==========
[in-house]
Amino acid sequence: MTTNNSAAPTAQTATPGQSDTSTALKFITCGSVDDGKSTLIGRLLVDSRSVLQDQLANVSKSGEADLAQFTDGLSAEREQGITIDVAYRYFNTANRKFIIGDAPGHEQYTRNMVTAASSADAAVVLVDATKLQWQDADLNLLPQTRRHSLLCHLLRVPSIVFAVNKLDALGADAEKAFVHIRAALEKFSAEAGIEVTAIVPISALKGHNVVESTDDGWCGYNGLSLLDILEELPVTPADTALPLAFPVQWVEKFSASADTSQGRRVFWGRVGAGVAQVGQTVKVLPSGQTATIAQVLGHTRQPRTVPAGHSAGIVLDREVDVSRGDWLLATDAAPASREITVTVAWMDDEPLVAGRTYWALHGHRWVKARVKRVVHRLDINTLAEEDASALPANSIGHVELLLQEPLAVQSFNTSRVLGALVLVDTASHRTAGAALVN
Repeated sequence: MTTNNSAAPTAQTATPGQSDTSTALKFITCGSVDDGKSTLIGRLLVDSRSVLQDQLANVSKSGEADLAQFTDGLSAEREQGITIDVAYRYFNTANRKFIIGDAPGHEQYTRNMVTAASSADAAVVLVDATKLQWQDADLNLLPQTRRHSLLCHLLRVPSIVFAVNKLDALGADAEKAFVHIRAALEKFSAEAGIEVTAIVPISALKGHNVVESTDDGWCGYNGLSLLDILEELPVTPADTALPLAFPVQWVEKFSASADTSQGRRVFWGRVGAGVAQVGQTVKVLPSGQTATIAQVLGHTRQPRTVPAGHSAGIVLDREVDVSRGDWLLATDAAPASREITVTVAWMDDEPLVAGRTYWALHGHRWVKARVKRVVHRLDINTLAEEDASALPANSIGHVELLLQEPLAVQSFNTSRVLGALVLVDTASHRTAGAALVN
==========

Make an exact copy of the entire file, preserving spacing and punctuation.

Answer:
[in-house]
Amino acid sequence: MTTNNSAAPTAQTATPGQSDTSTALKFITCGSVDDGKSTLIGRLLVDSRSVLQDQLANVSKSGEADLAQFTDGLSAEREQGITIDVAYRYFNTANRKFIIGDAPGHEQYTRNMVTAASSADAAVVLVDATKLQWQDADLNLLPQTRRHSLLCHLLRVPSIVFAVNKLDALGADAEKAFVHIRAALEKFSAEAGIEVTAIVPISALKGHNVVESTDDGWCGYNGLSLLDILEELPVTPADTALPLAFPVQWVEKFSASADTSQGRRVFWGRVGAGVAQVGQTVKVLPSGQTATIAQVLGHTRQPRTVPAGHSAGIVLDREVDVSRGDWLLATDAAPASREITVTVAWMDDEPLVAGRTYWALHGHRWVKARVKRVVHRLDINTLAEEDASALPANSIGHVELLLQEPLAVQSFNTSRVLGALVLVDTASHRTAGAALVN
Repeated sequence: MTTNNSAAPTAQTATPGQSDTSTALKFITCGSVDDGKSTLIGRLLVDSRSVLQDQLANVSKSGEADLAQFTDGLSAEREQGITIDVAYRYFNTANRKFIIGDAPGHEQYTRNMVTAASSADAAVVLVDATKLQWQDADLNLLPQTRRHSLLCHLLRVPSIVFAVNKLDALGADAEKAFVHIRAALEKFSAEAGIEVTAIVPISALKGHNVVESTDDGWCGYNGLSLLDILEELPVTPADTALPLAFPVQWVEKFSASADTSQGRRVFWGRVGAGVAQVGQTVKVLPSGQTATIAQVLGHTRQPRTVPAGHSAGIVLDREVDVSRGDWLLATDAAPASREITVTVAWMDDEPLVAGRTYWALHGHRWVKARVKRVVHRLDINTLAEEDASALPANSIGHVELLLQEPLAVQSFNTSRVLGALVLVDTASHRTAGAALVN